The fashion industry is reconciling its massive environmental footprint. Each year the industry creates an estimated 92 million tons of textile waste while creating nearly 20% of the world’s water pollution. 60% of clothes products today aren’t recyclable, so most of them are dumped in landfills or burned. And it gets worse: Since so much apparel is made from polyester and other oil-based products, fashion now accounts for up to 10% of all global carbon dioxide output.
Consumers have stopped looking the other way. Gen Z in particular has been vocal about its demand for more sustainable brands. Three-fourths of Gen Z consumers say sustainability is more important to them than brand name, and their values are trickling up and shifting the attitudes of their Gen X parents, as well. 90% of Gen Xers now say they’d be willing to spend extra for more sustainable products, a number that’s more than doubled within just a couple of years.
Fashion brands and retailers haven’t been quick enough to respond to these seismic shifts. They need to begin preparing for not only more eco-conscious consumers but also better-educated ones. Within the next five years, for instance, we’re likely to see widespread implementation of fashion sustainability QR codes. Consumers will be able to simply scan a code on a tag and get a full account of not only the materials used and the country of origin, but also a product’s water usage and its carbon footprint. Companies that either hide or can’t provide that information will increasingly be left behind for ones that can.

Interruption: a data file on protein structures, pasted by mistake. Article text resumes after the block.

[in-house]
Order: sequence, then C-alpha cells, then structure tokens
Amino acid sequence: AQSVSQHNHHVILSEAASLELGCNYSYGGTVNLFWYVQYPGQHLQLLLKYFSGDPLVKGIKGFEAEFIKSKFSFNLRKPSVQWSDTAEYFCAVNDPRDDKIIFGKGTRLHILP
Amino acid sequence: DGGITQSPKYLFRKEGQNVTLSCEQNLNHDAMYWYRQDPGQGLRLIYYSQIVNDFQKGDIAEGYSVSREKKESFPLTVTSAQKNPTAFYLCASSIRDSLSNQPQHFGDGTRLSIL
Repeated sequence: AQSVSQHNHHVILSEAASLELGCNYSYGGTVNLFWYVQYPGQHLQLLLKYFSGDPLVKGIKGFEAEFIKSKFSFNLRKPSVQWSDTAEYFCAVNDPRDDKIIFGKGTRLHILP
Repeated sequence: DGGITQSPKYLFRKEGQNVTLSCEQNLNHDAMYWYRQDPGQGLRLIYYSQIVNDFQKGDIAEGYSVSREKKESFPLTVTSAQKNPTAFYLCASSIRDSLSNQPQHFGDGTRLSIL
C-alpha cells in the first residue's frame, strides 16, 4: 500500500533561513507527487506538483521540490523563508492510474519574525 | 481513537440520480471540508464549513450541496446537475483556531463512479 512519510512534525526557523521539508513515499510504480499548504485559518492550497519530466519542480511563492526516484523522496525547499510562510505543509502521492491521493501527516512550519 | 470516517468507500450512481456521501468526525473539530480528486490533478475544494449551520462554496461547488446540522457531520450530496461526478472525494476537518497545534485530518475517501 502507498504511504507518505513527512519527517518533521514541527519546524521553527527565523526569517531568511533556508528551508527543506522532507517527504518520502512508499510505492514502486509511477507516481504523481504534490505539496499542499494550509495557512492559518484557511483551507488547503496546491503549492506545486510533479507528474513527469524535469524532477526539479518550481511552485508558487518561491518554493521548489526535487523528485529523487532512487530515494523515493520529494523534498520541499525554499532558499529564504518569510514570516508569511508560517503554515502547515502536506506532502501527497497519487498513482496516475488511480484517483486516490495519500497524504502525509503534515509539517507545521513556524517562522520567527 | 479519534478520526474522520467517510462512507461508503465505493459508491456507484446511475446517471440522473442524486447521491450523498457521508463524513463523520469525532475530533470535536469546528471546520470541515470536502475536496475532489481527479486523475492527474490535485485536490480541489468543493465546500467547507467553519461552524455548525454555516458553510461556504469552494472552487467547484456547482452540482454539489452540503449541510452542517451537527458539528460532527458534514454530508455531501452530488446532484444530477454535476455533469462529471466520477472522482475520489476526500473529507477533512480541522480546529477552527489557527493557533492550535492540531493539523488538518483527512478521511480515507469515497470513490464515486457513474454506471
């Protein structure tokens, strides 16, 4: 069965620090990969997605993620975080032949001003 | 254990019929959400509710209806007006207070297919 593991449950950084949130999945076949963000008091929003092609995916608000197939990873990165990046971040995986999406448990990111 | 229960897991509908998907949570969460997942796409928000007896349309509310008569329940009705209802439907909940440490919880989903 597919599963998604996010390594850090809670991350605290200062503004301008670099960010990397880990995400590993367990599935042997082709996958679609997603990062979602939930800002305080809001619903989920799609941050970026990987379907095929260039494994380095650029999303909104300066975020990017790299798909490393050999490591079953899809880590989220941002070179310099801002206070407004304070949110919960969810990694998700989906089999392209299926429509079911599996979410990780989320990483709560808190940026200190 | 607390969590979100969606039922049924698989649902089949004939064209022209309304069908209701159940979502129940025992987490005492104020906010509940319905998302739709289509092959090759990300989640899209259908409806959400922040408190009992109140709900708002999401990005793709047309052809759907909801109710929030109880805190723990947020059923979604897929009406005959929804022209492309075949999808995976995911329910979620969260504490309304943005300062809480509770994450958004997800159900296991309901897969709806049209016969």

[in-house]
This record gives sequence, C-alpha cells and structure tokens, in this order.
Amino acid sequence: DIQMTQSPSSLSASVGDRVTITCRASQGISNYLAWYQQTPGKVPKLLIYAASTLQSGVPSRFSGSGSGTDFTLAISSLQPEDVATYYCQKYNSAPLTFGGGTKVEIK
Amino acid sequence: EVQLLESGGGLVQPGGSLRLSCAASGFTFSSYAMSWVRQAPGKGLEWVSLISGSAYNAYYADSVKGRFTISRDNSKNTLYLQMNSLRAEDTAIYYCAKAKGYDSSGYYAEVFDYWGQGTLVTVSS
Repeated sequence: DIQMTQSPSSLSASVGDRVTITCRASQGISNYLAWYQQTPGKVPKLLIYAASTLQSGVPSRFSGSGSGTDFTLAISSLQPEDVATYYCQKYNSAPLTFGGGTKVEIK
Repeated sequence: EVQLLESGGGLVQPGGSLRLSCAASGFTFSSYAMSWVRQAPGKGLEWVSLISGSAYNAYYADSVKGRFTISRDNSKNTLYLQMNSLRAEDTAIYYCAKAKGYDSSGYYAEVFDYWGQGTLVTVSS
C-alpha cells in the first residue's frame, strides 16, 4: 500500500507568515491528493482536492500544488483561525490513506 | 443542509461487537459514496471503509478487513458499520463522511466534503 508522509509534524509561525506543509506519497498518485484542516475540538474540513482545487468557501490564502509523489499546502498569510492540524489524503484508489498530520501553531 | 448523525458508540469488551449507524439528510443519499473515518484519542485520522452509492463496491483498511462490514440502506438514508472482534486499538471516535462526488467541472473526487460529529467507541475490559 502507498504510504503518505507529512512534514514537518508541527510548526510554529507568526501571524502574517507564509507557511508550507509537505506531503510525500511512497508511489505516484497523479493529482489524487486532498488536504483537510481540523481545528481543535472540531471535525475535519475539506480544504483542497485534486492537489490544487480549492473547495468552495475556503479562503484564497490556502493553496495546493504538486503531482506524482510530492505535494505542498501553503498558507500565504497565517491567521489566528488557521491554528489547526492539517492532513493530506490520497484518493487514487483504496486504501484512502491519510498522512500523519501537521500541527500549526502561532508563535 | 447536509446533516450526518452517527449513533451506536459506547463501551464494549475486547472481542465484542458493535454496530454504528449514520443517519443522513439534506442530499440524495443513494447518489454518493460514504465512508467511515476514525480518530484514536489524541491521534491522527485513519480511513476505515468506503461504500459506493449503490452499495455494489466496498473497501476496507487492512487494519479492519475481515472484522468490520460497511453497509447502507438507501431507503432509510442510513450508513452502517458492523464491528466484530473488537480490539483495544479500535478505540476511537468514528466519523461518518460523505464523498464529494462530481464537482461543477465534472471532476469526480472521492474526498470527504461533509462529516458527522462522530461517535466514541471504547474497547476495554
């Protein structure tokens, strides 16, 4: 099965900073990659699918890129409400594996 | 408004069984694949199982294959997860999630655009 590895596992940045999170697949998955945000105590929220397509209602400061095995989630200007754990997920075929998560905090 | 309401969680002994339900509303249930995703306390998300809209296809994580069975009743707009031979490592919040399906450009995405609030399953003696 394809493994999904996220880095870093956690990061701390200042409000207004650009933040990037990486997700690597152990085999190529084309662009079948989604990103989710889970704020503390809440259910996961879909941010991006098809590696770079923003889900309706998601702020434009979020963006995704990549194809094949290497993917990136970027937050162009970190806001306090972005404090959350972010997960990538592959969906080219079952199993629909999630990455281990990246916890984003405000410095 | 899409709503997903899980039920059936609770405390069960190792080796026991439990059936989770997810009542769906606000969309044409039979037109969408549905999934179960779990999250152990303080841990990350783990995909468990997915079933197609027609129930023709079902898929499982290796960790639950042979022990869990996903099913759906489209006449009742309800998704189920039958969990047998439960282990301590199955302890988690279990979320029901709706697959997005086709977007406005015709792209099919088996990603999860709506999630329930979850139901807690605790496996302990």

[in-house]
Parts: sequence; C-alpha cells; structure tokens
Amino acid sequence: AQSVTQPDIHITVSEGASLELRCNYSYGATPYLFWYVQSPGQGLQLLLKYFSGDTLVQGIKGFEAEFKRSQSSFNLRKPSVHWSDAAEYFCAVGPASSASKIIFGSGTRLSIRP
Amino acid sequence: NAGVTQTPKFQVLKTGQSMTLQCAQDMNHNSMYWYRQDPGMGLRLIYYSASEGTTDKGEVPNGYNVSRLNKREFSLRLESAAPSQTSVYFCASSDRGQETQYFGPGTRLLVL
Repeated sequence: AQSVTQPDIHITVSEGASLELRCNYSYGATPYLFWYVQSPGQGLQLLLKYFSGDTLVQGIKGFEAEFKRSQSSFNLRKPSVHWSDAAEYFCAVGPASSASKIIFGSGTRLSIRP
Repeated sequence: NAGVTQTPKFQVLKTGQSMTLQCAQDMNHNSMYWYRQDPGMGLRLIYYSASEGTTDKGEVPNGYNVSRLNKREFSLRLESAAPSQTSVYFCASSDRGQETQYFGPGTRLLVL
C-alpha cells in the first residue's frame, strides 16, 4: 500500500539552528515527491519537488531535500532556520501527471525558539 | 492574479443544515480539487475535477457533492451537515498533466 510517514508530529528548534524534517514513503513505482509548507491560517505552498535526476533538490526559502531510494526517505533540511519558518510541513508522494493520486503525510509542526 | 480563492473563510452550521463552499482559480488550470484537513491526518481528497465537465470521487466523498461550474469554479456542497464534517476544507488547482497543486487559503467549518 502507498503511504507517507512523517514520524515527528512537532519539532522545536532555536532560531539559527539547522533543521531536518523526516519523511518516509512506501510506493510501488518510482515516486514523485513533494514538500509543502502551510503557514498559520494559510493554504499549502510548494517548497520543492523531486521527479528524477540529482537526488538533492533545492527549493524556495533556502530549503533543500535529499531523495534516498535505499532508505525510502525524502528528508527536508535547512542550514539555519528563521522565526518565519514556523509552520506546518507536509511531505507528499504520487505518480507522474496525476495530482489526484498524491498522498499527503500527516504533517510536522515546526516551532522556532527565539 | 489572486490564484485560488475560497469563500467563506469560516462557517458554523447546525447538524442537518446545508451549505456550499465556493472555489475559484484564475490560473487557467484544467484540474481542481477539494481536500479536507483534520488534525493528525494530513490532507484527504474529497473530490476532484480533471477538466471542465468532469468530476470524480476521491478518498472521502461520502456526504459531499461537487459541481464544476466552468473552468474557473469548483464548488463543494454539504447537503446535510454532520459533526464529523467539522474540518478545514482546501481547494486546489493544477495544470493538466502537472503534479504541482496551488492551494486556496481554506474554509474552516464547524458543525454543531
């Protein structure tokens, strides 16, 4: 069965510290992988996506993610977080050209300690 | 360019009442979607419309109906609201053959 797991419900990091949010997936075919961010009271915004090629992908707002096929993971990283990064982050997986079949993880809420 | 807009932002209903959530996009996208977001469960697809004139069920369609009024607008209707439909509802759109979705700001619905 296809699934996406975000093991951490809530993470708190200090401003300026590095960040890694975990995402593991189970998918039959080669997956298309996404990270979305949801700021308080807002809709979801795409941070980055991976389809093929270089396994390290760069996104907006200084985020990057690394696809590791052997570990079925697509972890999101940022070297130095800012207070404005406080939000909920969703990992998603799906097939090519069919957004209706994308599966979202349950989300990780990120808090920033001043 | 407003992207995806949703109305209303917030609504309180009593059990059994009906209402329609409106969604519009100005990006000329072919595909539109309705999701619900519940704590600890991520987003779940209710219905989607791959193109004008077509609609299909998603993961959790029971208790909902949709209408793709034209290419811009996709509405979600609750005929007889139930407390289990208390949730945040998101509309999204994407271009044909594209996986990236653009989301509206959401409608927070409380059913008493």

This information was once considered a competitive advantage, but new supply chain due diligence laws are increasingly making it a prerequisite. To achieve the full transparency and traceability these laws require, businesses must map their supply chains. Supply chain mapping grants companies a fuller understanding of their environmental footprint, including where their yarns and fabrics come from, how much carbon they’re emitting, and whether they’re making progress toward reducing water and cotton consumption. That information is invaluable, not only for helping companies make the most responsible decisions but also for communicating their efforts to consumers and governments demanding fuller accounts of their business practices.
As brands and retailers scramble to implement long-overdue sustainability strategies, however, too many are neglecting some of the most important stakeholders in the product development process: the suppliers that manufacture their apparel. The success of fashion retailers’ responsible sourcing initiatives hinges on their ability to align with their suppliers.
Setting and Measuring Sustainability Goals
When sourcing offices are working with suppliers in countries like China, Vietnam, and Bangladesh, they need to consider cultural barriers. For decades these factories have operated with one unwavering objective, to make products as cheaply as possible in order to remain competitive.